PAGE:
Seven of Kent State’s 14 contests in 2021 were decided by at least 18 points. Whether the deficit represented a Golden Flashes victory or defeat, the abundance of lopsided games provided a glimpse of the future at Kent State.
Reservations for the starters were held on the benches, making way for the backups to receive quality playing time. One of those reserves was quarterback Collin Schlee, who participated in eight games over the course of the 2021 season after making three appearances in the pandemic-shortened 2020 campaign.
After being treated to the trial version of Schlee several times last season, viewers will finally receive the full subscription to the future of Kent State football this fall.
Although many of his reps transpired against second string defenses, Schlee completed an impressive 71 percent of his throws, firing for 238 yards and a touchdown without an interception. But the most noticeable facet of Schlee’s game is his ability to maneuver across the field with his mobility. He resembles his predecessor Dustin Crum, who signed as an undrafted free agent with the Kansas City Chiefs, in this area. On 20 rushing attempts last fall, Schlee accumulated 127 yards and three touchdowns.
“I don’t want Collin to go chase Crum. He needs to be his own player, and that’s why we love Collin — because he is his own player,” said Kent State running backs coach and former All-MAC quarterback Matt Johnson. “There are some similarities and the one thing I loved about their relationship was they were really good friends. Through their time together, whether it was on the field or off the field, Collin inevitably picked things up from Crum which is inevitably going to lead to more success when it comes time for the fall.”
The raw abilities of Schlee’s game have been on full display. But holding the role as a starting quarterback of one of 131 FBS institutions requires more than just athleticism and arm strength. As the understudy to Kent State’s all-time single season passing yards leader, Schlee witnessed Crum’s ability to lead a once-dormant program to multiple postseason trips. Now, the former student in the QB room aims to emulate those leadership qualities as the face of the offense.
“Collin definitely has the tools and capabilities to continue having our offense performing at a high level for sure,” Crum said. “The biggest things I tried to help him with were growing as a leader, as a person, and just getting comfortable in college. There’s obviously a growth there between high school and college. Just trying to help him with habits for preparing for games and assist anywhere I can whether it’s mentally or any advice I could give him.”
However, Schlee is in a different situation than his former mentor. Crum was involved in several quarterback battles throughout his time at Kent State — most notably, usurping the role from Woody Barrett V in the second week of the 2019 season. While most teams without incumbent quarterbacks staged position battles in spring ball, the Golden Flashes were confident in their 2022 starter the second their Famous Idaho Potato Bowl appearance concluded in December.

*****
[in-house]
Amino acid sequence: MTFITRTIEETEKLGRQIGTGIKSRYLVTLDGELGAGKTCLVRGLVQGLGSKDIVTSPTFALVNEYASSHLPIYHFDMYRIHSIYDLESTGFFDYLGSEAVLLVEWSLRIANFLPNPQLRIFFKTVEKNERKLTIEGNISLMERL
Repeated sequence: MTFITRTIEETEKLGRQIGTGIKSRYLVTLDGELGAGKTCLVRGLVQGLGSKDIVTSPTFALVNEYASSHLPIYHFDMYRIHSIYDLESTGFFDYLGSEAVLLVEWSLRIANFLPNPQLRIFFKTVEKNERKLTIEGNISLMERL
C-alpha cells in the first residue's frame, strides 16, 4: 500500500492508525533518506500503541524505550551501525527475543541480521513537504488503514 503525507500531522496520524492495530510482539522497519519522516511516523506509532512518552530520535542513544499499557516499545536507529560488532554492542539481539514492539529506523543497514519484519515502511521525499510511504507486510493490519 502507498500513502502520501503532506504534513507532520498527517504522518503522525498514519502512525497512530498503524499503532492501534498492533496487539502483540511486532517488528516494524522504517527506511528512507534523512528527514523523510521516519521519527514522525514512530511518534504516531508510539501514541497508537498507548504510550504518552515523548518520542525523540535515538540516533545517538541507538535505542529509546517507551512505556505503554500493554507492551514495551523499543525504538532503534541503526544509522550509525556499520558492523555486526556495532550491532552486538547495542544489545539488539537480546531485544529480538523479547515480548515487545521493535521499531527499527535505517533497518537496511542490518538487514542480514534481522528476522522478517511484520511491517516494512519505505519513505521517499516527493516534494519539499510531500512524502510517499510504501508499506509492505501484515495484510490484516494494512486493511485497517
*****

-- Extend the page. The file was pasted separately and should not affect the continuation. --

“It’s a little bit of a different situation where Crum was in a quarterback battle and he had to win the team over,” Johnson said. “With Collin’s situation, he’s the new starter but he still has to win the team over. He still has to earn their trust. Through practice repetition and constant, constant amount of reps of actual on-the-field stuff, being a leader, in the weight room when they’re in summer conditioning — all that stuff is gonna start to manifest itself when it comes time for the fall where he’s gonna lead our team out to play.”
Ever since head coach Sean Lewis arrived on campus, Kent State has been renowned for their signature up-tempo offense. Lewis inherited the nation’s second-worst scoring offense when he arrived in 2018. By the time 2020 rolled around, the Golden Flashes held the throne with an FBS-best 49.8 points per game. With heavy RPO usage, the mobile Schlee appears to have the necessary skillset to conduct the “Flash Fast” offense on a similar track.
“Collin’s definitely his own beast when it comes to athleticism and arm strength and some of those things,” Crum said. “He’s definitely gonna show it off this next year. I think he’s gonna shock a lot of people. He has a really good chance to be an all-conference quarterback for them next year, and honestly, might be the most talented quarterback in the conference next year.”
Kent State appeared in the MAC Championship Game last season for the first time since 2012. Unfortunately for the Golden Flashes, the result was not one to fondly remember. In lopsided conditions, team inserted Schlee into the huddle after Northern Illinois extended its commanding lead to 38-10. The backup took full advantage of the big-game reps and capitalized by completing all five passing attempts for 68 yards and rushing for 22 yards on three carries — accruing a touchdown through the air and on the ground.
Including two in the MAC Championship, Schlee led seven touchdown drives in limited action in 2021. After witnessing such results, Crum believes Kent State has the capability to complete an immediate return trip to Detroit under Schlee’s reign.
“Talent-wise, he definitely has a stronger arm than me and honestly, he might be more athletic than me too,” Crum said. “If the recruiting classes keep improving the way they have and the things they’re doing, there’s no reason they can’t take that next step and win a conference championship game and maybe knock off one of these Power Five teams the next couple years.”